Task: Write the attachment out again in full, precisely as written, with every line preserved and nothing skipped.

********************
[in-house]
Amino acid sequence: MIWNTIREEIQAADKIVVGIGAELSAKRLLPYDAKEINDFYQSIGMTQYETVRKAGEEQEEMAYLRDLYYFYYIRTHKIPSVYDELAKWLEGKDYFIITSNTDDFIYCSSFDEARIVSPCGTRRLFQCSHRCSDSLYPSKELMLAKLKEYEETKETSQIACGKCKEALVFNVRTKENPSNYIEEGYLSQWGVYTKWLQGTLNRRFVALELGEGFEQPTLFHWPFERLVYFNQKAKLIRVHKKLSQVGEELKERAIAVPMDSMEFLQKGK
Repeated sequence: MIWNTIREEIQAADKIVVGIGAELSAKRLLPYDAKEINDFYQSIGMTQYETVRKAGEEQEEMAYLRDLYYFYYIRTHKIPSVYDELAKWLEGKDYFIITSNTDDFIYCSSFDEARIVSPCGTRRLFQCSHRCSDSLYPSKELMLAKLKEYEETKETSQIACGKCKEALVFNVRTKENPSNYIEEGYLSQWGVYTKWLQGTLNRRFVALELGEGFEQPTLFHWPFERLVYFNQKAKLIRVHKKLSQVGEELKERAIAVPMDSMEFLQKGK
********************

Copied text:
[in-house]
Amino acid sequence: MIWNTIREEIQAADKIVVGIGAELSAKRLLPYDAKEINDFYQSIGMTQYETVRKAGEEQEEMAYLRDLYYFYYIRTHKIPSVYDELAKWLEGKDYFIITSNTDDFIYCSSFDEARIVSPCGTRRLFQCSHRCSDSLYPSKELMLAKLKEYEETKETSQIACGKCKEALVFNVRTKENPSNYIEEGYLSQWGVYTKWLQGTLNRRFVALELGEGFEQPTLFHWPFERLVYFNQKAKLIRVHKKLSQVGEELKERAIAVPMDSMEFLQKGK
Repeated sequence: MIWNTIREEIQAADKIVVGIGAELSAKRLLPYDAKEINDFYQSIGMTQYETVRKAGEEQEEMAYLRDLYYFYYIRTHKIPSVYDELAKWLEGKDYFIITSNTDDFIYCSSFDEARIVSPCGTRRLFQCSHRCSDSLYPSKELMLAKLKEYEETKETSQIACGKCKEALVFNVRTKENPSNYIEEGYLSQWGVYTKWLQGTLNRRFVALELGEGFEQPTLFHWPFERLVYFNQKAKLIRVHKKLSQVGEELKERAIAVPMDSMEFLQKGK